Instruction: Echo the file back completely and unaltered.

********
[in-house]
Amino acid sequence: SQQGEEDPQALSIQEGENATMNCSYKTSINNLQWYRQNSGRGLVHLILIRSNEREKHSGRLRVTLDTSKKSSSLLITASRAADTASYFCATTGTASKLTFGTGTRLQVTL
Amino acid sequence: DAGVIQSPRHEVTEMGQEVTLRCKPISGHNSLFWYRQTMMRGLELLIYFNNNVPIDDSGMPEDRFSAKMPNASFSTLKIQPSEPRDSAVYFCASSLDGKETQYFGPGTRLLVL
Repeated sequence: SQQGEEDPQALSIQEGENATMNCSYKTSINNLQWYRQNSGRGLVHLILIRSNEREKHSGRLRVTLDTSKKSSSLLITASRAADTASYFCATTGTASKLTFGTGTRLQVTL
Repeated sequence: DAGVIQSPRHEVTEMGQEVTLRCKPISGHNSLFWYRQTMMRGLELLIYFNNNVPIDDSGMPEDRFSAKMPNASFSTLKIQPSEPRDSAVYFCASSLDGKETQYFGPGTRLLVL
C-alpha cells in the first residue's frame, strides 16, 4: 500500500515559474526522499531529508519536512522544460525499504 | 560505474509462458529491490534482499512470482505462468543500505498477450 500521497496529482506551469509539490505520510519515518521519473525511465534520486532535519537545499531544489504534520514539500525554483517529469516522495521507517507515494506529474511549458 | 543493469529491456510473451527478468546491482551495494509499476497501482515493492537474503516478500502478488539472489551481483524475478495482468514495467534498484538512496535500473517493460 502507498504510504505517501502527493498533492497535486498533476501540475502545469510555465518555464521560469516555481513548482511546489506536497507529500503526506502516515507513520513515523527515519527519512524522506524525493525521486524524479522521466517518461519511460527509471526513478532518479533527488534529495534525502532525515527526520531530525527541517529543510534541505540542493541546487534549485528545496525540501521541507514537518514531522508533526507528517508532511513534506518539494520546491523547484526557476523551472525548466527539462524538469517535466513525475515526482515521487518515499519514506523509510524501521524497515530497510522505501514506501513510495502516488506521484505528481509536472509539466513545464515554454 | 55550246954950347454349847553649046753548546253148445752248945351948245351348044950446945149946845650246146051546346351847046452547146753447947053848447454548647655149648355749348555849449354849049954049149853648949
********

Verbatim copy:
[in-house]
Amino acid sequence: SQQGEEDPQALSIQEGENATMNCSYKTSINNLQWYRQNSGRGLVHLILIRSNEREKHSGRLRVTLDTSKKSSSLLITASRAADTASYFCATTGTASKLTFGTGTRLQVTL
Amino acid sequence: DAGVIQSPRHEVTEMGQEVTLRCKPISGHNSLFWYRQTMMRGLELLIYFNNNVPIDDSGMPEDRFSAKMPNASFSTLKIQPSEPRDSAVYFCASSLDGKETQYFGPGTRLLVL
Repeated sequence: SQQGEEDPQALSIQEGENATMNCSYKTSINNLQWYRQNSGRGLVHLILIRSNEREKHSGRLRVTLDTSKKSSSLLITASRAADTASYFCATTGTASKLTFGTGTRLQVTL
Repeated sequence: DAGVIQSPRHEVTEMGQEVTLRCKPISGHNSLFWYRQTMMRGLELLIYFNNNVPIDDSGMPEDRFSAKMPNASFSTLKIQPSEPRDSAVYFCASSLDGKETQYFGPGTRLLVL
C-alpha cells in the first residue's frame, strides 16, 4: 500500500515559474526522499531529508519536512522544460525499504 | 560505474509462458529491490534482499512470482505462468543500505498477450 500521497496529482506551469509539490505520510519515518521519473525511465534520486532535519537545499531544489504534520514539500525554483517529469516522495521507517507515494506529474511549458 | 543493469529491456510473451527478468546491482551495494509499476497501482515493492537474503516478500502478488539472489551481483524475478495482468514495467534498484538512496535500473517493460 502507498504510504505517501502527493498533492497535486498533476501540475502545469510555465518555464521560469516555481513548482511546489506536497507529500503526506502516515507513520513515523527515519527519512524522506524525493525521486524524479522521466517518461519511460527509471526513478532518479533527488534529495534525502532525515527526520531530525527541517529543510534541505540542493541546487534549485528545496525540501521541507514537518514531522508533526507528517508532511513534506518539494520546491523547484526557476523551472525548466527539462524538469517535466513525475515526482515521487518515499519514506523509510524501521524497515530497510522505501514506501513510495502516488506521484505528481509536472509539466513545464515554454 | 55550246954950347454349847553649046753548546253148445752248945351948245351348044950446945149946845650246146051546346351847046452547146753447947053848447454548647655149648355749348555849449354849049954049149853648949